The Confucius Institute at UW-Platteville welcomes all to a free virtual Chinese New Year Celebration on Feb. 6, 2021, at 1 p.m. The program consists of various performances offered in collaboration with Confucius Institute of Chinese Opera at Binghamton, San Diego Confucius Institute, and South-Central University for Nationalities in Wuhan, China. Performances include dances, songs, martial arts performances, yo-yo playing, musical instruments and Peking Opera.
Chinese New Year, also known as Lunar New Year 中国新年( zhōngguó xīn nián) or Spring Festival 春节(Chūn Jié), is China's most important festival. It celebrates the beginning of a new year on the traditional Chinese calendar. Marking the end of winter and the beginning of the spring season, observances traditionally occur from New Year's Eve until the Lantern Festival, held on the 15th day of the year. In 2021, the Year of the Ox, the first day of the Chinese New Year will be Friday, Feb. 12. In Chinese culture, the Ox is a valued animal because of its role in agriculture and its positive characteristics, such as being hard-working and honest.
The festival originates from the story of the Nian Monster in ancient China. According to legend, once every year a monstrous creature named Nian would come out of the forest at night and devour entire villages. Efforts to protect against Nian during New Year's Eve transformed into the Spring Festival celebration.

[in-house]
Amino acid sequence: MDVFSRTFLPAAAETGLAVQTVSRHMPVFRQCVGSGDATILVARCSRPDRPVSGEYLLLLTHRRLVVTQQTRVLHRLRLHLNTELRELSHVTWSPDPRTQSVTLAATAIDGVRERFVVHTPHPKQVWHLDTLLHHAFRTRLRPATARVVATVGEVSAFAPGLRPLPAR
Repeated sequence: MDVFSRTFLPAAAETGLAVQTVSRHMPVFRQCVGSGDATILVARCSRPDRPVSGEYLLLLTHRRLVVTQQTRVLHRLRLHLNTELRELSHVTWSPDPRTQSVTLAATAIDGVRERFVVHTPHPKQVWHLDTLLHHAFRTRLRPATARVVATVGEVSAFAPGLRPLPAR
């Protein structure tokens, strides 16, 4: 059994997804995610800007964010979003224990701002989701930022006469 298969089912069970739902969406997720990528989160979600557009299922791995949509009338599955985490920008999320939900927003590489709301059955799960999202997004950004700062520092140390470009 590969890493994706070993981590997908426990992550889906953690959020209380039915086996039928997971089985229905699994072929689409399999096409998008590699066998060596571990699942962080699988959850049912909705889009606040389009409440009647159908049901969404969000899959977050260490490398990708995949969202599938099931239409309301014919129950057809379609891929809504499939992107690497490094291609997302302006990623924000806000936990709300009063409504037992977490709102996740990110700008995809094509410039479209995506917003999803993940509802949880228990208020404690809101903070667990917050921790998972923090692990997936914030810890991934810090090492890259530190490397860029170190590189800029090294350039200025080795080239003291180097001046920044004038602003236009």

Typical Chinese New Year activities include:
- Eating a reunion dinner with family on New Year's Eve. The dishes, such as dumplings 饺子 (jiǎo zi), and spring rolls 春卷 (chūn juǎn) are created to give blessings for the next year.
- Putting up decorations representing happiness and good fortunes, such as Spring Festival Couplets, Paper Cutting Arts, and Door Gods.
- Setting off firecrackers and fireworks to drive away evil spirits.
- Giving red pockets 红包 (hóng bāo) with lucky money to pass on a year of good fortune and blessings.
To view a live stream of the event, visit the Facebook page at Facebook.com/UWPlattevilleConfuciusInstitute. For more information about the celebration or to request disability accommodations, contact Confucius Institute at 608-342-1310 or firstname.lastname@example.org.